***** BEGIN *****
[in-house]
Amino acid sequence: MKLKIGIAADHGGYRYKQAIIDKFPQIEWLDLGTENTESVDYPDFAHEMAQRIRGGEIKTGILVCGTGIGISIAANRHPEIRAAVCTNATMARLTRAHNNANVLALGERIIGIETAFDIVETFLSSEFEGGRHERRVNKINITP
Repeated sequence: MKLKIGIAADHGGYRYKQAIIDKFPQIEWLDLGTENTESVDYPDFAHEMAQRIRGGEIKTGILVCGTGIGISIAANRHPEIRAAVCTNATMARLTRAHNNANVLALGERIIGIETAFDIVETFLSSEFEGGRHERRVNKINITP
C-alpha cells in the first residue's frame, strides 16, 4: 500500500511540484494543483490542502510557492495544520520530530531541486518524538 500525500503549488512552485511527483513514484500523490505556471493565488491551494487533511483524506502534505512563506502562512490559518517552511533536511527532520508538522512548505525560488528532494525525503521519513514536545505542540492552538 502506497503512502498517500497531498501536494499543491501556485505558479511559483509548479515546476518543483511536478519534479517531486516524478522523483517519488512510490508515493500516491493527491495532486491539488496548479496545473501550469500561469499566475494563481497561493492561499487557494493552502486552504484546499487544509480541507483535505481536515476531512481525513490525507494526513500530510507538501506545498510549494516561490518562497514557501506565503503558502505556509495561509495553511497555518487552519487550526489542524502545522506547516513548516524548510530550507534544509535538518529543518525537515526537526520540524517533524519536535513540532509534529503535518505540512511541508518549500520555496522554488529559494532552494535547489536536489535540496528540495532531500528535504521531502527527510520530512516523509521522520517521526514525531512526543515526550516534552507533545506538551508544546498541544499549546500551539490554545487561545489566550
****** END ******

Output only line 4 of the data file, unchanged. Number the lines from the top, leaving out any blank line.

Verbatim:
C-alpha cells in the first residue's frame, strides 16, 4: 500500500511540484494543483490542502510557492495544520520530530531541486518524538 500525500503549488512552485511527483513514484500523490505556471493565488491551494487533511483524506502534505512563506502562512490559518517552511533536511527532520508538522512548505525560488528532494525525503521519513514536545505542540492552538 502506497503512502498517500497531498501536494499543491501556485505558479511559483509548479515546476518543483511536478519534479517531486516524478522523483517519488512510490508515493500516491493527491495532486491539488496548479496545473501550469500561469499566475494563481497561493492561499487557494493552502486552504484546499487544509480541507483535505481536515476531512481525513490525507494526513500530510507538501506545498510549494516561490518562497514557501506565503503558502505556509495561509495553511497555518487552519487550526489542524502545522506547516513548516524548510530550507534544509535538518529543518525537515526537526520540524517533524519536535513540532509534529503535518505540512511541508518549500520555496522554488529559494532552494535547489536536489535540496528540495532531500528535504521531502527527510520530512516523509521522520517521526514525531512526543515526550516534552507533545506538551508544546498541544499549546500551539490554545487561545489566550